|Publication number||US4693209 A|
|Application number||US 06/886,462|
|Publication date||Sep 15, 1987|
|Filing date||Jul 17, 1986|
|Priority date||Dec 31, 1984|
|Publication number||06886462, 886462, US 4693209 A, US 4693209A, US-A-4693209, US4693209 A, US4693209A|
|Inventors||John L. Leicht|
|Original Assignee||Motorola, Inc.|
|Export Citation||BiBTeX, EndNote, RefMan|
|Patent Citations (2), Referenced by (23), Classifications (11), Legal Events (3)|
|External Links: USPTO, USPTO Assignment, Espacenet|
This is a division, of application Ser. No. 06/687,886, filed Dec. 31, 1984 now U.S. Pat. No. 4,636,406.
The invention pertains to the field of solder paste application. More particularly, the invention pertains to a method and apparatus for dispensing solder paste in a controlled manner on planar or non-planar surfaces, which surfaces can be on mounted on non-mounted printed circuit boards or directly on a portion of an assembled or partially assembled product.
Printed circuit boards (hereinafter boards) are the basic building blocks of any type of electronic product. Further, as can be noted with virtually any electronic product, these products and the boards utilized therein continually have been decreased in size without loss of any functions or with additional functions added thereto. For example, in mobile applications, such as vehicle two way communication radios, the standard radio size has been 3 by 18 by 24 inches. These radios typically were accommodated in the dash, in the body, in the trunk, under the seat or in the floor board of the vehicles. The design criterion for newer radios, now is on the order of 21/2 by 7 by 12 inches, which allows installation under the dash of modern automobiles.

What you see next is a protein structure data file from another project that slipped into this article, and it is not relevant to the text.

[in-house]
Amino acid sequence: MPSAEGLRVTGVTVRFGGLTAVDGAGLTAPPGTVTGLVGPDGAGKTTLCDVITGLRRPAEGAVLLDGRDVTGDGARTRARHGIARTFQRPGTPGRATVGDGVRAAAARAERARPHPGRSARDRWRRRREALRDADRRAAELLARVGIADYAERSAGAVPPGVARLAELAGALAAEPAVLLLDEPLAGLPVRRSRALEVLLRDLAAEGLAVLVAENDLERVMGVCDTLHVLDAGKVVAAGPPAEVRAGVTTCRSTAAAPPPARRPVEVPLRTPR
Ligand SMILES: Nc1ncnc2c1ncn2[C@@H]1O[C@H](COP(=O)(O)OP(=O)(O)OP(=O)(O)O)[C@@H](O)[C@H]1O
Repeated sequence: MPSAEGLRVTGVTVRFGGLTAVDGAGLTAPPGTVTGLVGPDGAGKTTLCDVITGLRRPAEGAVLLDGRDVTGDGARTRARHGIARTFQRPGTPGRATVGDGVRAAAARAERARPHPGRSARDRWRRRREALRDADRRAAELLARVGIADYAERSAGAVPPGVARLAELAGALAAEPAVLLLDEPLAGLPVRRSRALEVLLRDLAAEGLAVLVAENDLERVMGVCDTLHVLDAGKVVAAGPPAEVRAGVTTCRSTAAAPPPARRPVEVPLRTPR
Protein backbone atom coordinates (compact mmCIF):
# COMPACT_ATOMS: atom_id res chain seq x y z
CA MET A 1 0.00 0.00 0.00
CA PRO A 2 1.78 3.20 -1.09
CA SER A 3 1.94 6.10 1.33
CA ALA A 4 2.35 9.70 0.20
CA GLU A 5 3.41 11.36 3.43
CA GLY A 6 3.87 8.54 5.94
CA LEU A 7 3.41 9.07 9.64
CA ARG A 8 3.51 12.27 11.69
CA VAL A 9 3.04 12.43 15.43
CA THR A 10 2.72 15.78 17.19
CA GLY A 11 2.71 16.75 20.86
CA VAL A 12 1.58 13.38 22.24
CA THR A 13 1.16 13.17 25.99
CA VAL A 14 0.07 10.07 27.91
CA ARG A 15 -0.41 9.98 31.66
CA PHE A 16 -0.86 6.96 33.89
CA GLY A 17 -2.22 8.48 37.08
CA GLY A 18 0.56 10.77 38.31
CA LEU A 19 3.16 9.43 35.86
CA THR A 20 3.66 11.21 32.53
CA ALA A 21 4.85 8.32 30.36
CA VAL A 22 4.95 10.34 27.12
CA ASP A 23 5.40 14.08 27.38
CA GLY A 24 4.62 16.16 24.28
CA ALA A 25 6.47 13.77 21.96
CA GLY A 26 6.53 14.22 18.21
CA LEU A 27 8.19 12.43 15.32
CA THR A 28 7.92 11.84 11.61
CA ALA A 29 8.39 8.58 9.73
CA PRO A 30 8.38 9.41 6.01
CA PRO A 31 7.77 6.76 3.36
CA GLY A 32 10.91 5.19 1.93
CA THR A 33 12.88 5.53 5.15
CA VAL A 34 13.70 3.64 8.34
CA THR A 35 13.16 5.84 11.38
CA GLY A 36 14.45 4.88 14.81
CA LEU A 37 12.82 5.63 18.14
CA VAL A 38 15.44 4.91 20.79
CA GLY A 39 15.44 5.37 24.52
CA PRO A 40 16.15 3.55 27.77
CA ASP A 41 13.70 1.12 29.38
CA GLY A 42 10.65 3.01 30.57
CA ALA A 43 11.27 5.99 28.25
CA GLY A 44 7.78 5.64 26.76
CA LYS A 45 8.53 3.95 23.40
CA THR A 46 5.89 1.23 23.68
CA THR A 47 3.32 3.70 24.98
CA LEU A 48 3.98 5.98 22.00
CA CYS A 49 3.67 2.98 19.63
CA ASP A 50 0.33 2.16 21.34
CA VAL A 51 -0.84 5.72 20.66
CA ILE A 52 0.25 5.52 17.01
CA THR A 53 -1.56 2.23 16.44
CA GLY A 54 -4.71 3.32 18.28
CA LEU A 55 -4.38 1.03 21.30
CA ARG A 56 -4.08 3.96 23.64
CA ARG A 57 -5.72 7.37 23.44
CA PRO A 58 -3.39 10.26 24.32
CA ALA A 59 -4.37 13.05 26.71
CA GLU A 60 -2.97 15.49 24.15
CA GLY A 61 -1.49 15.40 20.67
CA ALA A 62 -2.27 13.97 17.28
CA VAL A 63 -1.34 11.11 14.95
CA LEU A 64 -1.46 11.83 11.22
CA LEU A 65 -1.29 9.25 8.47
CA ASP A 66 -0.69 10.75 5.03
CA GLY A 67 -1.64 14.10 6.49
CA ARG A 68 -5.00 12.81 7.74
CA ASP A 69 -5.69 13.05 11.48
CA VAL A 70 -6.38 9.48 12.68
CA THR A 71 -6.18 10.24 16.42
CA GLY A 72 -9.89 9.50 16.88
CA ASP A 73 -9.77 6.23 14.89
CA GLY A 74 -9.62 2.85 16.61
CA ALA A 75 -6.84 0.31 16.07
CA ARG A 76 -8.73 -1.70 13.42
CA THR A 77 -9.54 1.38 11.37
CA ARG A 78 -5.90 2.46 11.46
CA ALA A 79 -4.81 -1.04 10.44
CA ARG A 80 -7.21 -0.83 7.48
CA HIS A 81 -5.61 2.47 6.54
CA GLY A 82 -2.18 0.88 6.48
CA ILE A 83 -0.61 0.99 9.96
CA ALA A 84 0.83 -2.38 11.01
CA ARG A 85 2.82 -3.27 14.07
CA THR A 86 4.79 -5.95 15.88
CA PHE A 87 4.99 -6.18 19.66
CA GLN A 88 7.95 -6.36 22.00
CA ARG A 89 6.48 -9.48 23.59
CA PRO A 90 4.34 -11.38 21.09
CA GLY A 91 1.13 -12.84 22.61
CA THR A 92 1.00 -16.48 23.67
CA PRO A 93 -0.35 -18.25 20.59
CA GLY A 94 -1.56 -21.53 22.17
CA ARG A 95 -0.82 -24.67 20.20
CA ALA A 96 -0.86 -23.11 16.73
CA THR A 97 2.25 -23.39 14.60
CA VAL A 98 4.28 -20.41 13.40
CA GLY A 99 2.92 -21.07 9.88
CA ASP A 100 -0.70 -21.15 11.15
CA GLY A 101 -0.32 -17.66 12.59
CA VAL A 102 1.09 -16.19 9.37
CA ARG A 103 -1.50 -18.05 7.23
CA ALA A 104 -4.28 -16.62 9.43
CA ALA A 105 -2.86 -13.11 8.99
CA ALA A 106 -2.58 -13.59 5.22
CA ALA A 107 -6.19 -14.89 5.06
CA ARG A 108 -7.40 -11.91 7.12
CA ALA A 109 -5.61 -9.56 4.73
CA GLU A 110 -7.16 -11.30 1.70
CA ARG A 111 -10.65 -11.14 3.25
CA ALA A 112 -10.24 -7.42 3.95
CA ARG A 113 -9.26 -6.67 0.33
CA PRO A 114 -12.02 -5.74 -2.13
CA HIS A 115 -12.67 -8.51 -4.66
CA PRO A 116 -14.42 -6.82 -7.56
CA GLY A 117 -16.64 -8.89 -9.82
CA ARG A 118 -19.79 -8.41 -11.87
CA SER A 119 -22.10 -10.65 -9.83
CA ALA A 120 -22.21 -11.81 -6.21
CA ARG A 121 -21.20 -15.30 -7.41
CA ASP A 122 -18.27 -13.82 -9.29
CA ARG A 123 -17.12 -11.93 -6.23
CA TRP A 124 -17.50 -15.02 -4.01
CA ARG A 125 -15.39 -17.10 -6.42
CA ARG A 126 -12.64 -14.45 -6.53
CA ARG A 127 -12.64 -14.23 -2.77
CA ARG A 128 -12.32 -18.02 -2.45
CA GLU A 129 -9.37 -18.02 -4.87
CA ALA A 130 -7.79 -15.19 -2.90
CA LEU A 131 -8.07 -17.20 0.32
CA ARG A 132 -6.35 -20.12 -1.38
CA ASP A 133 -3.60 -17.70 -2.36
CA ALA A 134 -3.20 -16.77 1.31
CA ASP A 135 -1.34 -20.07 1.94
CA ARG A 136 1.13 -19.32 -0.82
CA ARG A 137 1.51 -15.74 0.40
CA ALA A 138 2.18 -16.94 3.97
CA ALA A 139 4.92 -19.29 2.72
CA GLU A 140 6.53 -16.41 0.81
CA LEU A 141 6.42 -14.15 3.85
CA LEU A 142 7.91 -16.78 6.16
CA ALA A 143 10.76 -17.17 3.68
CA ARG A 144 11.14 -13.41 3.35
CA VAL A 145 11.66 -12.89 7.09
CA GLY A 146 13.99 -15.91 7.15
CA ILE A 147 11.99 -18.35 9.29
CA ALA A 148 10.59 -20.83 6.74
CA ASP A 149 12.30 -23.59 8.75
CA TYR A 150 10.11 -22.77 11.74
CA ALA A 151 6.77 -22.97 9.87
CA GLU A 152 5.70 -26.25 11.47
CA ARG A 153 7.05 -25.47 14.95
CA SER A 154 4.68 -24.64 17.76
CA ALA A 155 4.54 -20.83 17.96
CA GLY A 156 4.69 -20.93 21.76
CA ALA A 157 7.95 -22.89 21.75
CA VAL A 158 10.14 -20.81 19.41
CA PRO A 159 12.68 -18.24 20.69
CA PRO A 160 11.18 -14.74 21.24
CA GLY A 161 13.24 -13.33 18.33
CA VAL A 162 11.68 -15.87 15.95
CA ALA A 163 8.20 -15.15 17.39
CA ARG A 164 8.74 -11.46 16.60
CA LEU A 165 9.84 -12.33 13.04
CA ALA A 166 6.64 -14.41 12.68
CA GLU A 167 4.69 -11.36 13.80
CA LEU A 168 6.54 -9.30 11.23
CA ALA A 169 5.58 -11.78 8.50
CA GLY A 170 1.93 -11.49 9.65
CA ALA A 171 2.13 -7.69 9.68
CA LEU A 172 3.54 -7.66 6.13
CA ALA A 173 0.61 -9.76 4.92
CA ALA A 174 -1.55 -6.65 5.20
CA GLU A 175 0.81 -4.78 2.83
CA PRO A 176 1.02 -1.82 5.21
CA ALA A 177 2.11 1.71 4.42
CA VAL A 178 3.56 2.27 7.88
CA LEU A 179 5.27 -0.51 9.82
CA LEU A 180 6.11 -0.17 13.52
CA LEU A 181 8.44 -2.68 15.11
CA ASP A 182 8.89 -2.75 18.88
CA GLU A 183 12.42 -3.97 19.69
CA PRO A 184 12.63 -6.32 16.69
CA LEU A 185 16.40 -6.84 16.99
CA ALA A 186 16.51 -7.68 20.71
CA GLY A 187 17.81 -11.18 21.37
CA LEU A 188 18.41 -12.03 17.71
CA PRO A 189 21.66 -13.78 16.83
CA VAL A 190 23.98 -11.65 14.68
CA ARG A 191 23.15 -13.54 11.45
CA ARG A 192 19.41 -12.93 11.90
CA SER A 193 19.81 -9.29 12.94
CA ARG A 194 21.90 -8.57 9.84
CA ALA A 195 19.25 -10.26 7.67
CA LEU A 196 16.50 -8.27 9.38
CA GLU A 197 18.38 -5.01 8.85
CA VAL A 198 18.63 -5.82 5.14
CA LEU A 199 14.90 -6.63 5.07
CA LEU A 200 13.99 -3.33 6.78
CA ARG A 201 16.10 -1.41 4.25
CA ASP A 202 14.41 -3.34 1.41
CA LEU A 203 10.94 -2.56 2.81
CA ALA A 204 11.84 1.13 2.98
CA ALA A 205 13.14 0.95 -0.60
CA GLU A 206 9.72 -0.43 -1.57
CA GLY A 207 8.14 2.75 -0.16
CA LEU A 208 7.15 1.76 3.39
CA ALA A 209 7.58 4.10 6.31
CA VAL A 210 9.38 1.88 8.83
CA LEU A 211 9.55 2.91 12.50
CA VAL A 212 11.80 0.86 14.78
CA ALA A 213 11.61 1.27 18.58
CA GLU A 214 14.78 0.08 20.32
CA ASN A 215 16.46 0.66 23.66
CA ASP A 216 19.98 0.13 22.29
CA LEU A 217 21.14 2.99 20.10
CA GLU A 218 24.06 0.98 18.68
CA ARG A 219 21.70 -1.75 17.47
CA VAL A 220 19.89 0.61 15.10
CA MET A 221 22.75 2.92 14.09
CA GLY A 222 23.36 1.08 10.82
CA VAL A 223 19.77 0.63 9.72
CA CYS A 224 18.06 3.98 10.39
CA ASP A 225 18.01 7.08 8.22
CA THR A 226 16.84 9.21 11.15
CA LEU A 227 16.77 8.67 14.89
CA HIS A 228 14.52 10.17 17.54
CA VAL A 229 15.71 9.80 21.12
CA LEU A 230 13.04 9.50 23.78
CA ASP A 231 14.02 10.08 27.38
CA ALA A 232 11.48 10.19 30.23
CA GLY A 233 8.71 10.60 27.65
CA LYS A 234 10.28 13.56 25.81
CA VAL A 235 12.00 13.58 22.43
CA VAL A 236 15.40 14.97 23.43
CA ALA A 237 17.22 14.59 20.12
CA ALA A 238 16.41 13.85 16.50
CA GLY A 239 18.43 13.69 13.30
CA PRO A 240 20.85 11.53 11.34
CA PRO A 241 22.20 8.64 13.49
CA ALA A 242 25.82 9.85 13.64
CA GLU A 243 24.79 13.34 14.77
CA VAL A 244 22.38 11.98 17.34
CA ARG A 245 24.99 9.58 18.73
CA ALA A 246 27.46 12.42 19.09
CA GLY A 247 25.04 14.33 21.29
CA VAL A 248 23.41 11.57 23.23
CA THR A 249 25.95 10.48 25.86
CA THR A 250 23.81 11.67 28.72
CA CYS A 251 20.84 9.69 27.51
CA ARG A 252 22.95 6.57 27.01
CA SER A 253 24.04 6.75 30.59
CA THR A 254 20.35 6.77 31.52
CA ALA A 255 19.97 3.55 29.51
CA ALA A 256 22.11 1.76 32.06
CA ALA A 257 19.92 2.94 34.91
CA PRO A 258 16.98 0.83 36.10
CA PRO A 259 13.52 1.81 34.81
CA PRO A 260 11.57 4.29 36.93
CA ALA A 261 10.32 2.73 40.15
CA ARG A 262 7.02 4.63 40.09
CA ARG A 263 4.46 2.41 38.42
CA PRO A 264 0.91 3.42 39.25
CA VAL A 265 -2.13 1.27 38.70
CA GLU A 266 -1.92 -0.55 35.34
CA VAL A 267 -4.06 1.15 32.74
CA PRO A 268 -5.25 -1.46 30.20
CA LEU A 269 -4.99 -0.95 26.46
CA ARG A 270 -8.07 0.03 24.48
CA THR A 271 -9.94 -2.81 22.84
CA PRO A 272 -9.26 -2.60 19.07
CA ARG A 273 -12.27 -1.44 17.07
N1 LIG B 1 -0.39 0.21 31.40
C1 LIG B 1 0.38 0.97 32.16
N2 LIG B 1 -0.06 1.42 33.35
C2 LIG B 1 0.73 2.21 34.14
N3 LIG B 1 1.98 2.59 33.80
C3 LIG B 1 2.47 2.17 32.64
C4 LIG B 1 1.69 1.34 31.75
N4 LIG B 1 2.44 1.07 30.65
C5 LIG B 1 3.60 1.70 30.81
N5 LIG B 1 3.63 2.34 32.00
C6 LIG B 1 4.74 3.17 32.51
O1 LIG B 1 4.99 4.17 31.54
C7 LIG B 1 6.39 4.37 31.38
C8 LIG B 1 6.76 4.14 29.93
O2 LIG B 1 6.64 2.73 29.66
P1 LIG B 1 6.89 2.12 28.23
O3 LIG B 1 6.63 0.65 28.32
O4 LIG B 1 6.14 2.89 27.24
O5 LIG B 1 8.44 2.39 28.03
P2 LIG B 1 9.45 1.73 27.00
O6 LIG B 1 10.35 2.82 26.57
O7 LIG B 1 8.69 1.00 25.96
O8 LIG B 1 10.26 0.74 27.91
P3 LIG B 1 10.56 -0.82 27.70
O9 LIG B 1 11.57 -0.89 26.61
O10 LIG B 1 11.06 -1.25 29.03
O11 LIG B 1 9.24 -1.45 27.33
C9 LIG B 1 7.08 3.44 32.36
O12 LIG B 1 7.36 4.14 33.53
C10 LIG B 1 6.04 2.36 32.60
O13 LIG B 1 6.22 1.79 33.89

Along with the reduction in size has come the need and desire to utilize boards, which are nonplanar in shape and also to mount the boards to components during assembly. The boards desirably would be mounted before the circuits are applied thereto, to avoid stresses or other possible circuit defects in mounting the boards with the circuits already formed thereon. Further, it can be desirable to form the circuit right on a portion of the assembled product without mounting a separate board for the circuit.
Current techniques for applying solder paste patterns and electronic components are based on utilizing planar boards, which can be mounted on frames in the solder paste dispensing machines, such as screen printing machines. These machines are not easily adaptable to utilizing boards which are not planar, and cannot apply solder paste patterns to any type of assembled products. Further, these machines use a so-called puddle and squeegee technique for applying the solder paste to the boards. A puddle of solder paste is squeegeed across the boards which are individual planar defined units, so that the excess solder paste flowing off the sides and end of the boards does not cause a problem.
It is therefore a general object of the present invention to provide a method and apparatus for dispensing solder paste in a controlled manner onto planar boards.
It is a further object of the present invention to provide a method and apparatus for dispensing solder paste in a controlled manner onto non-planar boards.
It also is an object of the present invention to provide a method and apparatus for applying solder paste to boards mounted on an assembled or partially assembled product.
It is a still further object of the present invention to provide a method and apparatus for applying solder paste directly to a portion of a component of an assembled or partially assembled product.